Hi Jay. The book is new and probably not yet in Quaker book stores. One of the editors, Terry Wallace, has been handling the sales, which I hear have been brisk! You can contact Terry at <thswallace@aol.com>

For a meeting study group, it might be useful to begin with listening to the Swarthmore lecture by Ben Pink Dandelion, who underscored the cost to our Society of recasting the tradition along lines of secular individualism.

If you or your meeting reads the book, I hope that you'll post on QuakerQuaker about it.

Comment by Jim Wilson on 9th mo. 30, 2014 at 2:05pm

I checked with Amazon and the book is available there. I ordered the book through my local bookstore, which means that it is listed at Ingram Book Distribution, which is the largest book distributor in the U.S. So you should be able to order it through a local bookstore as well as the resource Patricia listed.

Comment by Forrest Curo on 9th mo. 30, 2014 at 3:15pm

When the old wineskin was new, it carried a pure and potent vintage... but neither the wine or the skin are what they once were, nor much to the taste of modern thirsts.

The living God is available and able to renew both wine and container. I'm sure that doctrines and practices excavated from the past may be helpful in this process; but we will almost certainly not find many people able or willing to live in an archaeological dig.

Much of what we have and do today is corrupt. But it has embodied the Word of God as the people we [so far] are have been able to receive that. I don't see much reason for hope in the people we [so far] are; but then God isn't done yet.

Comment by Jim Wilson on 10th mo. 1, 2014 at 11:16am

Good Morning Forrest:

This response to your observations does not have the intent of changing your mind regarding Conservative Friends.  If that approach is not for you, then it isn't. 

What I want to point out is that the way you frame the faith and practice of Conservative Friends is, I think, problematic.  Conservative Friends are not a reconstructionist tradition; they are simply one branch of the RSoF.  By depicting Conservative Friends as an 'old wineskin' you pre-emptively dismiss any insights this branch may have to offer. 

I also find this dismissal of a tradition that conserves an approach, and specific pracitces, from the past one of the marks of progressivism, and Liberal Quakers, which, I think, is thoughtlessly and uncritically taken as obvious.  There are numerous examples of traditions which have preserved their past faith and practice and thrive today; these include Buddhist monasticism, Catholic monasticism (e.g. Trappists, Carthusians), the Amish, etc.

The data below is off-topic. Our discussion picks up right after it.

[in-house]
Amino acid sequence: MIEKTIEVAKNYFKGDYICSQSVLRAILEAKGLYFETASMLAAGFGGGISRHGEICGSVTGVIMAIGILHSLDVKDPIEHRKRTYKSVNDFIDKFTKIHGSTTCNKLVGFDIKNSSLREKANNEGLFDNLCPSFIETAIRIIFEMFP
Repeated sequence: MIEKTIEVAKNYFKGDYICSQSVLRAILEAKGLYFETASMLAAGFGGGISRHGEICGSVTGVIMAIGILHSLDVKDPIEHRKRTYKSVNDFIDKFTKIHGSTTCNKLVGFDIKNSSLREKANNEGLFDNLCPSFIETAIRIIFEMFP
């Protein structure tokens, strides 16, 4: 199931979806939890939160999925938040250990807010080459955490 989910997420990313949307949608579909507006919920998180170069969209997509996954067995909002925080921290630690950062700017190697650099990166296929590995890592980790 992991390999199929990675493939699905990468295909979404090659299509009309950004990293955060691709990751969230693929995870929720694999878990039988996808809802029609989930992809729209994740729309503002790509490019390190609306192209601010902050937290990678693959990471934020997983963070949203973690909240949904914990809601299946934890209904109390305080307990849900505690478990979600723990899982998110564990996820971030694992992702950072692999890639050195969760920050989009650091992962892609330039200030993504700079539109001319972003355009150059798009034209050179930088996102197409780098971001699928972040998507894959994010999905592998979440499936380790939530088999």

On a wider note, I would point to the fact that the sun rises every day and the moon goes through its cycle every month.  They do this over and over -- it is the way of nature.  Perhaps this has something to teach us.  Or maybe progressives would like to see an alternative; perhaps the moon should always be full.  With advanced technology we might be able to position the moon so it will never go dark.  Now that would be progress!

Best wishes,

Jim

Comment by Paul Ricketts on 10th mo. 1, 2014 at 11:28am


"Some present-day misconstructions of Quaker faith are addressed. For example, in the fourth section of the first chapter, Lewis Benson is quoted contrasting the ethic of obligation with the ethic of idealism: the former being a principle grounded in divine Will as opposed to the latter, which is based in human values. "

Yes!

Our testimonies are derived from the teachings of Jesus. But many Quakers have associated the testimonies as a rubic for a way of life (I’ve been totally guilty of that at times) instead of being the work of the holy spirit. In the Lutheran Church I was taught it is not our own reason, strength or good works that give us faith. It was the presence of  the holy spirit, working through and in us, who gives us faith and the power to live the gospel. Or as  Martin Luther says, "Holy Spirit calls, gathers, enlightens, and sanctifies the whole Christian church on earth and preserves it in union with Jesus Christ ...”